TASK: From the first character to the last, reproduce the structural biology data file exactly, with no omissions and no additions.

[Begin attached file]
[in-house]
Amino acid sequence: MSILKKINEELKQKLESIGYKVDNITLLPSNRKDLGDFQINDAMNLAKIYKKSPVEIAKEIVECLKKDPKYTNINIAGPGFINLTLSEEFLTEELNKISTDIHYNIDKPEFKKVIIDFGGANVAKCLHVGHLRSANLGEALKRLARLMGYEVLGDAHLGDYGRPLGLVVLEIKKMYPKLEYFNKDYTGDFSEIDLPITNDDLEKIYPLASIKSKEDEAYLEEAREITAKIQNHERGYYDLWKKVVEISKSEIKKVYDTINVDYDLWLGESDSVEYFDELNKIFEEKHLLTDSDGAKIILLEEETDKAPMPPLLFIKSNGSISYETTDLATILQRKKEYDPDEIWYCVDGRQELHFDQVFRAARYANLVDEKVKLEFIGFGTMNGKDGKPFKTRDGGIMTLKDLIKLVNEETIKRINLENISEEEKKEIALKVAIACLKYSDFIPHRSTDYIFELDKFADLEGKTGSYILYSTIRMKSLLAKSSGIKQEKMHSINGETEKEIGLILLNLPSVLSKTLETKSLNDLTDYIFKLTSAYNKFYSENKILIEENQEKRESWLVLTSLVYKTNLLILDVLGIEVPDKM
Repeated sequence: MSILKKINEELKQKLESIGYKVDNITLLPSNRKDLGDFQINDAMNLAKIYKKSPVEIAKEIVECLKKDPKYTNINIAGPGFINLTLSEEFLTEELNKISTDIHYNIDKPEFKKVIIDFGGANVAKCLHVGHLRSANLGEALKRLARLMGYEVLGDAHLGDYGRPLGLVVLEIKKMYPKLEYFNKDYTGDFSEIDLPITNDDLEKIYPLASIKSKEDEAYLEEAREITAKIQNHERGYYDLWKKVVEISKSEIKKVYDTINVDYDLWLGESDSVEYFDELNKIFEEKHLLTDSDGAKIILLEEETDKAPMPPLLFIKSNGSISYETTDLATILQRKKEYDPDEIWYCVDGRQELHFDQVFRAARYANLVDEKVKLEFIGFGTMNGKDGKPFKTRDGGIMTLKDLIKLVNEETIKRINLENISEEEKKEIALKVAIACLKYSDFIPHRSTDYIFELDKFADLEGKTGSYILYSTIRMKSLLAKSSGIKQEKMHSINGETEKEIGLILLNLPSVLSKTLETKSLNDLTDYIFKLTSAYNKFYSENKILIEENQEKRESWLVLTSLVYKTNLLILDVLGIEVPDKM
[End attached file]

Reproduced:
[in-house]
Amino acid sequence: MSILKKINEELKQKLESIGYKVDNITLLPSNRKDLGDFQINDAMNLAKIYKKSPVEIAKEIVECLKKDPKYTNINIAGPGFINLTLSEEFLTEELNKISTDIHYNIDKPEFKKVIIDFGGANVAKCLHVGHLRSANLGEALKRLARLMGYEVLGDAHLGDYGRPLGLVVLEIKKMYPKLEYFNKDYTGDFSEIDLPITNDDLEKIYPLASIKSKEDEAYLEEAREITAKIQNHERGYYDLWKKVVEISKSEIKKVYDTINVDYDLWLGESDSVEYFDELNKIFEEKHLLTDSDGAKIILLEEETDKAPMPPLLFIKSNGSISYETTDLATILQRKKEYDPDEIWYCVDGRQELHFDQVFRAARYANLVDEKVKLEFIGFGTMNGKDGKPFKTRDGGIMTLKDLIKLVNEETIKRINLENISEEEKKEIALKVAIACLKYSDFIPHRSTDYIFELDKFADLEGKTGSYILYSTIRMKSLLAKSSGIKQEKMHSINGETEKEIGLILLNLPSVLSKTLETKSLNDLTDYIFKLTSAYNKFYSENKILIEENQEKRESWLVLTSLVYKTNLLILDVLGIEVPDKM
Repeated sequence: MSILKKINEELKQKLESIGYKVDNITLLPSNRKDLGDFQINDAMNLAKIYKKSPVEIAKEIVECLKKDPKYTNINIAGPGFINLTLSEEFLTEELNKISTDIHYNIDKPEFKKVIIDFGGANVAKCLHVGHLRSANLGEALKRLARLMGYEVLGDAHLGDYGRPLGLVVLEIKKMYPKLEYFNKDYTGDFSEIDLPITNDDLEKIYPLASIKSKEDEAYLEEAREITAKIQNHERGYYDLWKKVVEISKSEIKKVYDTINVDYDLWLGESDSVEYFDELNKIFEEKHLLTDSDGAKIILLEEETDKAPMPPLLFIKSNGSISYETTDLATILQRKKEYDPDEIWYCVDGRQELHFDQVFRAARYANLVDEKVKLEFIGFGTMNGKDGKPFKTRDGGIMTLKDLIKLVNEETIKRINLENISEEEKKEIALKVAIACLKYSDFIPHRSTDYIFELDKFADLEGKTGSYILYSTIRMKSLLAKSSGIKQEKMHSINGETEKEIGLILLNLPSVLSKTLETKSLNDLTDYIFKLTSAYNKFYSENKILIEENQEKRESWLVLTSLVYKTNLLILDVLGIEVPDKM